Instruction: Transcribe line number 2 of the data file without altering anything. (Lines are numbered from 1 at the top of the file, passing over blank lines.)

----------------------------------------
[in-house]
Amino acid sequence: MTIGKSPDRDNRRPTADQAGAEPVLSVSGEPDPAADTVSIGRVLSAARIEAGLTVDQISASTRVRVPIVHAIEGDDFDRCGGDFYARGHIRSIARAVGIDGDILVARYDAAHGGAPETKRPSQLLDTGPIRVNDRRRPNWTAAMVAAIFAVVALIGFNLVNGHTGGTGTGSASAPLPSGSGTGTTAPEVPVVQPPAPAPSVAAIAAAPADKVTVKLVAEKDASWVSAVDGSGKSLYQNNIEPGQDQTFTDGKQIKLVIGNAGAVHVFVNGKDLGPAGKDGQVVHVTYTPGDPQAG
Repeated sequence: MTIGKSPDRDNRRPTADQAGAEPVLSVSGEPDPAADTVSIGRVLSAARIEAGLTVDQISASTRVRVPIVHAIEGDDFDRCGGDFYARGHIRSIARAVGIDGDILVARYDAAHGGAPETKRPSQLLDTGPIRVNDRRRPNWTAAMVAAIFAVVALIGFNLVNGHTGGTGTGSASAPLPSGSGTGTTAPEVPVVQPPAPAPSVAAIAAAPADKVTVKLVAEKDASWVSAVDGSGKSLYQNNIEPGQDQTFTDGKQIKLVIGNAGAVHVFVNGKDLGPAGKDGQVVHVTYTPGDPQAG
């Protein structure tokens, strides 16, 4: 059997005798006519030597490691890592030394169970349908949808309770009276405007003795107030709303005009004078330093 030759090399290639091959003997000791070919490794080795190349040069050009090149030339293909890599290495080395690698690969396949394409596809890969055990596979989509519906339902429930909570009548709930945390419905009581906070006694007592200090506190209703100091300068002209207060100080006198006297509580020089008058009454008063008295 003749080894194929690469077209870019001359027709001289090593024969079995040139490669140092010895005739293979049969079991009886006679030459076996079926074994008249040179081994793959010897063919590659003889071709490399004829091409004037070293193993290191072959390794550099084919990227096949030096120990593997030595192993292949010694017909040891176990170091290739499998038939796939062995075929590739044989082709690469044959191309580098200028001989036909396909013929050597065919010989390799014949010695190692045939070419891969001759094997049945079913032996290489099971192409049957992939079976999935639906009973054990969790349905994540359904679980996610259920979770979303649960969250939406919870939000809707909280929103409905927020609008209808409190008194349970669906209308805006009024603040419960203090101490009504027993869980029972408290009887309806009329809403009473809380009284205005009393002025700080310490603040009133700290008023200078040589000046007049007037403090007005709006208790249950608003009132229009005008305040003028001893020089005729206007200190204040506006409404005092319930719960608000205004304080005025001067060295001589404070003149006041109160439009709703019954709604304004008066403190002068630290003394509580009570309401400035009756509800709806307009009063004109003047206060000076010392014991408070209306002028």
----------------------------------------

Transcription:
Amino acid sequence: MTIGKSPDRDNRRPTADQAGAEPVLSVSGEPDPAADTVSIGRVLSAARIEAGLTVDQISASTRVRVPIVHAIEGDDFDRCGGDFYARGHIRSIARAVGIDGDILVARYDAAHGGAPETKRPSQLLDTGPIRVNDRRRPNWTAAMVAAIFAVVALIGFNLVNGHTGGTGTGSASAPLPSGSGTGTTAPEVPVVQPPAPAPSVAAIAAAPADKVTVKLVAEKDASWVSAVDGSGKSLYQNNIEPGQDQTFTDGKQIKLVIGNAGAVHVFVNGKDLGPAGKDGQVVHVTYTPGDPQAG